When animals are pregnant, the foetuses have limited movement... maybe a kick or a small wriggle, but nothing that could be described as "locomotion"... right? Well, recent scientific research has shown us that that is, in fact, not the case for some sharks. Scientists studying a captive tawny nurse shark (Nebrius ferrugineus), found that, not only are the developing foetuses able to move, but they actually swim around inside their mother! So how do these sharks move? And what does it look like?
Reproduction in sharks is absolutely fascinating and bizarre. There are a myriad of different ways that sharks breed and every species is unique... Some sharks lay eggs (known as "oviparity"), but some species give birth to live young. This is known as "viviparity" (meaning 'live-bearing') or "ovoviviparity" (when an egg hatches inside the mother and embryos are nourished by yolk). To learn more, you can check out Don't Put All Your Eggs in One Basket and What Came First, The Shark or the Egg (Ebert et al, 2021).
Tawny nurse sharks reproduce by ovoviviparity (also known as "aplacental viviparity"). This means that the developing young are not connected to their mother via an umbilical chord and placenta, but are nourished by yolk from their egg sac. Instead, after the foetuses have depleted their yolk stores, they are then nourished by eating other, unfertilised eggs which are produced by the mother. This is known as "oophagy".
The mother usually only has two pups with each pregnancy; one per uterus. If two siblings do share a uterus, one is often significantly smaller than the other (Ebert et al, 2021; Teshima et al, 1999).
Sound and Light Show
When you go to your doctor for an ultrasound sappointment, you are probably more interested in checking in on the health of your baby, than thinking about how the science works. But now that you are happily scrolling through the internet, allow me to explain to you how an ultrasound actually works... Ultrasound devices actually use sound to create an image. A transducer emits high-frequency sound waves, which enter the body and bounce back to the transducer in different ways depending whether they have been reflected by body tissues, bones or fluid. This allows us to visualise structures inside the body (Tomita et al, 2019).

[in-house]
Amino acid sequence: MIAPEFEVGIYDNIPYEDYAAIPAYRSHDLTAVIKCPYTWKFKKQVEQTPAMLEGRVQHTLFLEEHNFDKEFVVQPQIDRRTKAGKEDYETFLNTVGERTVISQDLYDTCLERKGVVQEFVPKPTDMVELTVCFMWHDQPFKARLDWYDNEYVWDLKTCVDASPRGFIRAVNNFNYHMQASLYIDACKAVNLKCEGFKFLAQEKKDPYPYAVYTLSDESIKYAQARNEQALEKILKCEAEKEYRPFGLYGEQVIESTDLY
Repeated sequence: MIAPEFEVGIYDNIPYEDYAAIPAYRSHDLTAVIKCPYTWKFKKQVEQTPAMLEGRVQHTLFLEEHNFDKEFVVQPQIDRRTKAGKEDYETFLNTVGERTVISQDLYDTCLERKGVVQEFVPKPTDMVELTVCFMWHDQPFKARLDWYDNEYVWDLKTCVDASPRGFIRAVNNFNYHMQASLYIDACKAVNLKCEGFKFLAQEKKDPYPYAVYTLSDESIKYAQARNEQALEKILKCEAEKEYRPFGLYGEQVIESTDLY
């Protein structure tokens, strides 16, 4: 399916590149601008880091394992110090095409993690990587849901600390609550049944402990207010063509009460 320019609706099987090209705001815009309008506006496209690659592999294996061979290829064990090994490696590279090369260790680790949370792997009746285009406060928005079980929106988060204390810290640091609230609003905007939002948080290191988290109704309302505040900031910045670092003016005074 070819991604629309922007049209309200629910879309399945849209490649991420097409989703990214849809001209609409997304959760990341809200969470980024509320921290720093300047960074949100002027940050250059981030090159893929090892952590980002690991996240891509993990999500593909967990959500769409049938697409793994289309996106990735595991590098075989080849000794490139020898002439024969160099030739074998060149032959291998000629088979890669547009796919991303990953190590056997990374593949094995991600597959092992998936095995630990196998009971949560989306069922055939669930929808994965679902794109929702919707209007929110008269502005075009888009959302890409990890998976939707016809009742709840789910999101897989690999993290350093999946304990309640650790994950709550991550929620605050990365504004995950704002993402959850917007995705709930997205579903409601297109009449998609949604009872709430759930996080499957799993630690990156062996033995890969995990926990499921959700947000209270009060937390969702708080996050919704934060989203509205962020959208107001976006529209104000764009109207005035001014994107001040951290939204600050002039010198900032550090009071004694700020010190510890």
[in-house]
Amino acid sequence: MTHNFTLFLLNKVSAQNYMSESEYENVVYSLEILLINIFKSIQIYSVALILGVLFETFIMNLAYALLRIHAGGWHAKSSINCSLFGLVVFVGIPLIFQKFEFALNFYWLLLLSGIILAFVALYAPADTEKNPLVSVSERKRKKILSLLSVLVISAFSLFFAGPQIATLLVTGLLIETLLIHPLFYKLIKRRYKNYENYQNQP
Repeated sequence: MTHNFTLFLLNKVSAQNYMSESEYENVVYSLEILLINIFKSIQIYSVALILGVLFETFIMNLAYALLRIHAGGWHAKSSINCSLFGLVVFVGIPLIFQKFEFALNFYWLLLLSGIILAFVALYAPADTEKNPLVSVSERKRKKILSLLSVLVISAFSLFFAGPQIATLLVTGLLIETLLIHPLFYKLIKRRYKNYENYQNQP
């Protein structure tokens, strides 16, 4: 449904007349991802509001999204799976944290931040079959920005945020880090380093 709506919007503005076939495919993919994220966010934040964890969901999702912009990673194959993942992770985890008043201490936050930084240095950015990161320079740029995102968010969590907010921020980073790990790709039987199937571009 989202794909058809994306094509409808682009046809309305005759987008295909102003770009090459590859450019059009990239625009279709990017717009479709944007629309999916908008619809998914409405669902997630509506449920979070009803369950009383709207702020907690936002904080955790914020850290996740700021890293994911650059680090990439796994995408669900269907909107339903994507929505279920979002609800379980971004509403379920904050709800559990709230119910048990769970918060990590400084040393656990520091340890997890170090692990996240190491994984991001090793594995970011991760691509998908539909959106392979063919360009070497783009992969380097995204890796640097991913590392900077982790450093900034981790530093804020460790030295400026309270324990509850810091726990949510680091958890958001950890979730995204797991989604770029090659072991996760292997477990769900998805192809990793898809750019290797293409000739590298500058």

In the past, it was difficult to actually see how developing shark embryos look or what they do when they are inside the mother because ultrasound devices were not easily portable. As the technology has been developed, they have become more suitable for studying gravid fish, like sharks. Then a research team in Japan managed to develop a pressure- and water-resistant ultrasound scanner, which could be used underwater (Tomita et al, 2019).
From scanning pregnant tawny nurse sharks, these scientists discovered that growing shark pups are able to move a lot more than we previously thought. In fact, they are not even restricted to their original uterus, but are actually able to swim between the two! The first time the researchers scanned a female shark, she had a pup in each uterus, but the next time, one pup had moved in to share with it's sibling. In another female, there were four pups moving between the two uteri. Then, they even managed to capture footage of the tiny shark moving between the uteri (Tomita et al, 2019).
It is seriously THE coolest video ever made!
As the pups grew, the researchers noticed that they were often very active, moving repeatedly between the uteri and even poking their heads out through the cervix to take a peak at the world outside. This is undeniable evidence that these sharks are capable of locomotion before they are even born! These types of movement in utero have not been observed in any species of shark before!
To learn about how other sharks move around before they are even born, check out He Can't See Us If We Don't Move!
Ebert DA, Dando M& Fowler S (2021). Sharks of the World: A Complete Guide, Second Edition. Princeton University Press: UK. IBAN: 978-0-691-20599-1.
Teshima K, Toda M, Kamei Y, Uchida S & Tamaki M (1999). Reproductive mode of the tawny nurse shark, Nebrius ferrugineus (Elasmobranchii: Ginglymostomatidae) in Okinawa waters, with comments on individuals lacking the second dorsal fin. Proceedings of the 5th Indo-Pacific Fish Conference, 329-333. Access online.
Tomita T, Kiyomi Murakumo K, Ueda K, Ashida H, Furuyama R (2019). Locomotion is not a privilege after birth: Ultrasound images of viviparous shark embryos swimming from one uterus to the other. Behavioural Note, 125, 122–126. Access online.